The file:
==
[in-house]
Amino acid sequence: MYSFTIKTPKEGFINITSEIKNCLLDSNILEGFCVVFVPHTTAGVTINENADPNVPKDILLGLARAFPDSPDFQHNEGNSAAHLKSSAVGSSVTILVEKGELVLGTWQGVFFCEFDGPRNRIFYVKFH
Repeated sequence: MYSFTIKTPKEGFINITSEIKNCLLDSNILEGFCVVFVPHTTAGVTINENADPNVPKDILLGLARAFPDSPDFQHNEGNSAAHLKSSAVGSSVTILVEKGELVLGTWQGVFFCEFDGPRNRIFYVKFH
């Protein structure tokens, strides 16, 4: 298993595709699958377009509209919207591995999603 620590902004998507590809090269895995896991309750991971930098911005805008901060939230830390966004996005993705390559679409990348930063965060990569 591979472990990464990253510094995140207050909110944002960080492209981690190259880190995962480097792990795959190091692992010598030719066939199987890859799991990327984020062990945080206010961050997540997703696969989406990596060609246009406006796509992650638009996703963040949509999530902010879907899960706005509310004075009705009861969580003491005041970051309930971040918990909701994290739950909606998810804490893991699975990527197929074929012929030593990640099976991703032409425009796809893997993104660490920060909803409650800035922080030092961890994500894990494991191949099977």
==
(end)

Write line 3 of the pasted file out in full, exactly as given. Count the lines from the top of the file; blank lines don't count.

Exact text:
Repeated sequence: MYSFTIKTPKEGFINITSEIKNCLLDSNILEGFCVVFVPHTTAGVTINENADPNVPKDILLGLARAFPDSPDFQHNEGNSAAHLKSSAVGSSVTILVEKGELVLGTWQGVFFCEFDGPRNRIFYVKFH